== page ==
When President Lyndon Johnson signed the Civil Rights Act and the Voting Rights Act in 1964 and 1965, the path toward a fairer, more inclusive future seemed clear. But soon after, many of those who supported Black Power expressed doubts. Malcolm X was one of the first to question the nonviolent protests and civil disobedience endorsed by Martin Luther King, Jr.
Worries about Black Power
Malcolm X promoted a new era of greater militancy. He was assassinated in 1965. But successors such as Stokely Carmichael produced a more provocative vision of Black Power. It was about giving African Americans political, cultural, and economic power. And this threatened many whites.
Martin Luther King worried that the slogan “Black power” carried “connotations of violence and separatism” that could harm the civil rights cause. Still, he acknowledged the logic in the term. In a 1967 book called Where Do We Go from Here? King wrote, “Power is not the white man’s birthright.” And so, it could not be legislatively gifted to Black people. The implication many drew was that if power couldn’t be gifted, it had to be seized.
King was assassinated in April of 1968. Race riots broke out across more than 100 American cities, initiating a more militant phase of Black liberation. This caused a backlash among establishmentarian officials who vowed to reestablish law and order to satisfy a white majority that had become unnerved by Black militancy.
Nixon Taking Office
The late president John F. Kennedy’s younger brother, Bobby, announced his own campaign for the presidency in spring 1968. He called for peace and the rejection of racism. Many young people came to believe that if Robert Kennedy were elected president, the United States would turn the corner toward greater equity and justice.
But Bobby Kennedy was shot and killed while campaigning in California. A sense of rage and hopelessness swept across the nation, evolving into bedlam at the Democratic National Convention in Chicago that August.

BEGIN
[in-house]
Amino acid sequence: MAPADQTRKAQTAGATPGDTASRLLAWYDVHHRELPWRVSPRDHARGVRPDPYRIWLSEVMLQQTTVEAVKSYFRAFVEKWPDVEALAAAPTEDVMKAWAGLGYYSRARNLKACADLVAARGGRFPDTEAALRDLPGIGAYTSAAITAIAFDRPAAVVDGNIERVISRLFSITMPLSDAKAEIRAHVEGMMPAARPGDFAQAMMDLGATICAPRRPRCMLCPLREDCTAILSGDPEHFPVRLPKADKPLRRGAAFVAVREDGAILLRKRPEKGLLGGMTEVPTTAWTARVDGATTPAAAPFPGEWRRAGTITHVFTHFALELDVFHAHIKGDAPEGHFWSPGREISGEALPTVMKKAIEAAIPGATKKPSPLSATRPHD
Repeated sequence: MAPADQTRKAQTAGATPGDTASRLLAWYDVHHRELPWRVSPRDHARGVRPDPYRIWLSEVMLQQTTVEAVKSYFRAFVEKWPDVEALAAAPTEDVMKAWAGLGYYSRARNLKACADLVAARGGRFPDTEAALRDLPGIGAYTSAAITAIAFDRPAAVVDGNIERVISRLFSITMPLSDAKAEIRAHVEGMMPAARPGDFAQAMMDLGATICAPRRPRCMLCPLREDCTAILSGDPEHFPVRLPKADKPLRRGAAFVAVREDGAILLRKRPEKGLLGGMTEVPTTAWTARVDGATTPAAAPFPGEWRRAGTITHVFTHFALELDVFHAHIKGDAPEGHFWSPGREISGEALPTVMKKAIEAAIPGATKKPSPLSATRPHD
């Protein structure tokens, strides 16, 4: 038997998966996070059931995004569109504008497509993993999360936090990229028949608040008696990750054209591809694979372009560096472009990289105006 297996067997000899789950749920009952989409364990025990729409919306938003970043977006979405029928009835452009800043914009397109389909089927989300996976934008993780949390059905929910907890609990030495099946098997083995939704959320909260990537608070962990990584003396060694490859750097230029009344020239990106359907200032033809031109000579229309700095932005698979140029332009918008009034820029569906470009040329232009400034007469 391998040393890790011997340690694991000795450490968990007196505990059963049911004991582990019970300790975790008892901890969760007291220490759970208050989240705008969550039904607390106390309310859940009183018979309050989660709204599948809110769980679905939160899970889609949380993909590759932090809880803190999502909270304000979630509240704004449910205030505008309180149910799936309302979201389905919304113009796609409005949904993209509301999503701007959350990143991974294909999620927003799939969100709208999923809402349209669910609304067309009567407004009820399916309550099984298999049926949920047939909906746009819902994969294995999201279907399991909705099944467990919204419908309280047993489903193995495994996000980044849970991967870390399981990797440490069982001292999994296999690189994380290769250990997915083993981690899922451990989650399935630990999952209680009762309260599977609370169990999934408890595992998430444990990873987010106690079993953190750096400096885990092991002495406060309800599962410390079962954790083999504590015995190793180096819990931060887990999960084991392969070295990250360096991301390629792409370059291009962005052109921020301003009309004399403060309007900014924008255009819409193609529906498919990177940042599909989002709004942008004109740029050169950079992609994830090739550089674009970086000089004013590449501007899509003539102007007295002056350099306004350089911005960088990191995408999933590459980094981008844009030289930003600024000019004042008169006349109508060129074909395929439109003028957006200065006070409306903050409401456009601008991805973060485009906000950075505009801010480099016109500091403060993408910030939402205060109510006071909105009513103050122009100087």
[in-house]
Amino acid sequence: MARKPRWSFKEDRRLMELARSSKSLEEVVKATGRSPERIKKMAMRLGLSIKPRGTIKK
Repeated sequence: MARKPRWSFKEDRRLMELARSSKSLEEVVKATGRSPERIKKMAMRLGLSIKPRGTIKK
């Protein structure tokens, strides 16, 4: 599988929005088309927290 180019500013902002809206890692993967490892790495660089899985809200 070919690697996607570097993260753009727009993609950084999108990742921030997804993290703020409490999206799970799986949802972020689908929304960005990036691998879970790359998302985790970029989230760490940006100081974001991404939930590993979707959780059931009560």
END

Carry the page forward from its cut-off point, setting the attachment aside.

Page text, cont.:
Inside the Chicago convention hall, Democratic delegates sparred over the war in Vietnam and other issues while protesters and police came to blows outside. Yet it was the Republican candidate, Richard Nixon, who prevailed.
After Nixon took office the following January, the United States escalated its bombing campaign in Vietnam. And because the US voting age was 21 at the time—and remained so until being lowered to 18 in 1973—many of the young American service members in Vietnam, as well as young Americans generally, had managed no say in the election results and possessed little power of any kind. Things looked pretty bleak.
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Black Activism at the XIX Olympiad
During the XIX Olympiad in Mexico City that October, two talented Black American track athletes, Tommie Smith and John Carlos, celebrated gold and bronze medals atop the Olympic platform with their heads bowed, each with a black-gloved fist raised in the air while the national anthem played. It was an iconic moment in the nascent Black Power movement.